Monday, July 21, 2008

Does the Media Hate Bed Bugs, Or Just The People Who Have Bed Bugs?

Sorry I haven't blogged in a while. I was recently in the hospital for six days due to a serious diabetes-related ulcer in my left foot. As a result, I lost my job at AM New York and am currently taking nausea-inducing antibiotics and am hooked up to a small machine that sucks out the infected tissue from the wound.

The good news?

  1. My doctor reports that my infection is 75% healed.
  2. I did not see one bed bug at the hospital where I stayed which was a great relief to me because while I only see dead bed bugs in my home and a live one rarely, I was still very afraid of carrying a bug to the hospital. I've experience a rise in bed bug paranoia ever since I found out an unused extension cord had become a nest for bed bugs.
I did find an interesting article regarding bed bug infestations in precinct jail cells and police cruisers, this time in New Rochelle, a small town in Upstate New York. It amazes me how ignorant most people are in regards to bed bugs. I've met many people (mostly Americans) who think that bed bugs do not exist outside of New York City. I don't quite understand the logic behind this theory (perhaps they are associating bed bugs with a particular ethnic group in New York City) but I am always pleased when I read about bed bugs infesting areas that are far away from New York City.
"Capt. Kevin Kealy said the issue first cropped up about three weeks ago, when some prisoners in the cell block complained of insect bites. There are no mattresses or cushioned surfaces, just a solid sleeping bench in the holding cells, he said, but bed bugs were discovered on the floor. The cell block was quarantined for three days of chemical applications to exterminate the bugs, Kealy said. "That seemed to have worked," Kealy said. But then bugs turned up in three radio cars from different tours, including a car used for a daytime tour of duty yesterday. The car was taken out of commission for 24 hours so it could be fumigated, he said."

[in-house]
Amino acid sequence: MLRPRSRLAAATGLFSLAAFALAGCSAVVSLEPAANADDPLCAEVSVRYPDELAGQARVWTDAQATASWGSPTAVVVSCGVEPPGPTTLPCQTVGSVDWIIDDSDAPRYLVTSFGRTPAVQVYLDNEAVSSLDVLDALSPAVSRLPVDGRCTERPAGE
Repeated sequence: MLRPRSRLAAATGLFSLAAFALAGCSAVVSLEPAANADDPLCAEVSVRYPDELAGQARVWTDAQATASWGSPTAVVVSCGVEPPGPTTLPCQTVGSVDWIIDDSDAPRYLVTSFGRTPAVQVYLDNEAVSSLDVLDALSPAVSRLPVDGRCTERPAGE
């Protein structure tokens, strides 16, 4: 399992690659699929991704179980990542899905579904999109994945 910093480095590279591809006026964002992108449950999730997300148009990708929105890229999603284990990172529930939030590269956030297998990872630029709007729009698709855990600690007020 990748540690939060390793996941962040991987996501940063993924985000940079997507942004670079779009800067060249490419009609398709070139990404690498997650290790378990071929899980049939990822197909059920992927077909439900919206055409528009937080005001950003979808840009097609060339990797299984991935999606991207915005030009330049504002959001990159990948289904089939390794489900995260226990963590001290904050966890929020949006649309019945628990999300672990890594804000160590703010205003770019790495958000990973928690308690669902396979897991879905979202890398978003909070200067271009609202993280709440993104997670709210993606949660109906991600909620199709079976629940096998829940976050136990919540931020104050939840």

Now some people might read that article and come to the conclusion that criminals spread bed bugs, or confirm some misconception that only poor people spread bed bugs, since most blue-collar criminals are poor. I think some people just like to equate bed bugs with a particular group to offer some logic or explanation toward the spread of bed bugs, or in some cases, their own bed bug infestation. For example, someone might believe that only people from the Middle East bring bed bugs to America and may think to themselves, "what Middle Eastern person have I been in contact with the past few days?" and use this mis belief to express their own real prejudice against people of Middle Eastern descent.

I don't know, I'm just babbling. Sometimes I feel like the media depicts people suffering from bed bugs in an unfavorable light, as if they're telling their audience, "This could never happen to you; these people are very different from you and I." In this particular article, only the inmates (and one cop) are reported as having suffered bug bites, and the inmates are directly blamed for having introduced the bugs to the cruisers and jail cells, even though the officers' locker room, which is obviously one part of the precinct a suspect would never be allowed to enter, is also fumigated.

The original bed bugs must have come in on a prisoner, he said. While the county jail said they did not have "a massive infestation," it only takes one person to carry in the bugs and create a problem, Kealy said.

"The concern is even if you exterminate every inch of the place, another prisoner could bring them in and they re-infest," Kealy said.

Myabe this is just isolated to American media or New York media. I know Bugged Out is visited by a lot of people from across the U.S.A. and around the world, so can anyone tell me about the quality of media coverage of bed bugs in their hometown or country?